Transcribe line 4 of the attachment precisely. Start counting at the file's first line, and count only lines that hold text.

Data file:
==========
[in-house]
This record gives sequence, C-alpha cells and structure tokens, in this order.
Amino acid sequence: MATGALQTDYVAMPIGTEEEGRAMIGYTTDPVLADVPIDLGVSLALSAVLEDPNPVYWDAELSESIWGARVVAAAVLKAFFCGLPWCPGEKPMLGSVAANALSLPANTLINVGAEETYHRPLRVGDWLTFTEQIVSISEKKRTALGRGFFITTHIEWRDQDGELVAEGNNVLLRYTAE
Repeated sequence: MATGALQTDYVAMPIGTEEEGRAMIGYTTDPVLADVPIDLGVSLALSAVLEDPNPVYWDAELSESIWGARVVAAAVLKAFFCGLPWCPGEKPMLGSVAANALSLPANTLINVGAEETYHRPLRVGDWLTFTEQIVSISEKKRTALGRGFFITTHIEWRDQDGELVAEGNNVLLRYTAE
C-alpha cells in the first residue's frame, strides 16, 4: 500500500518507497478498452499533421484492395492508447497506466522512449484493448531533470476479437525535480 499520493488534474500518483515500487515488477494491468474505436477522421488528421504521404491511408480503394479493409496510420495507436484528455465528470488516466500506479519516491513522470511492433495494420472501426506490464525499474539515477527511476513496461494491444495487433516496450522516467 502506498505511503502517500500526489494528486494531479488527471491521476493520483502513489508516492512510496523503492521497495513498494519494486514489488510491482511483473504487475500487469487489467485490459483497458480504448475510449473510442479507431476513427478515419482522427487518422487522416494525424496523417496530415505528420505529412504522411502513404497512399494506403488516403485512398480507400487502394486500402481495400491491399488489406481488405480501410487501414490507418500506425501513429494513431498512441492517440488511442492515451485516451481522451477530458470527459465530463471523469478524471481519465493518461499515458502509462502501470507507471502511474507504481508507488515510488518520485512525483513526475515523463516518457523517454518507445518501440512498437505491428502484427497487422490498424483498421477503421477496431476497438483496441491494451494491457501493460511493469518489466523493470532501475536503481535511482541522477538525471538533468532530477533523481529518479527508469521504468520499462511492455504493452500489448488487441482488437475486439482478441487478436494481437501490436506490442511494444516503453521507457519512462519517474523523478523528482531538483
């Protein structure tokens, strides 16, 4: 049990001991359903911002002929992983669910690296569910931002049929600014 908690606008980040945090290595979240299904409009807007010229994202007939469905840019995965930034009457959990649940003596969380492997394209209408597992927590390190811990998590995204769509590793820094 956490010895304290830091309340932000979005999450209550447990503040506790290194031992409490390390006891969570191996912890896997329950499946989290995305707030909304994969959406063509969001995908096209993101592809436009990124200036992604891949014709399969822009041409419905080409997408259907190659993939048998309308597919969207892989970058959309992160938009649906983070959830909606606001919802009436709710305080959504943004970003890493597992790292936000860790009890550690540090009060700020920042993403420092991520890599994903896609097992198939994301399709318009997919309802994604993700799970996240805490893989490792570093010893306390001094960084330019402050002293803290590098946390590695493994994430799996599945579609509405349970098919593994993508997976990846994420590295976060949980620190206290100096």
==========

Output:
Repeated sequence: MATGALQTDYVAMPIGTEEEGRAMIGYTTDPVLADVPIDLGVSLALSAVLEDPNPVYWDAELSESIWGARVVAAAVLKAFFCGLPWCPGEKPMLGSVAANALSLPANTLINVGAEETYHRPLRVGDWLTFTEQIVSISEKKRTALGRGFFITTHIEWRDQDGELVAEGNNVLLRYTAE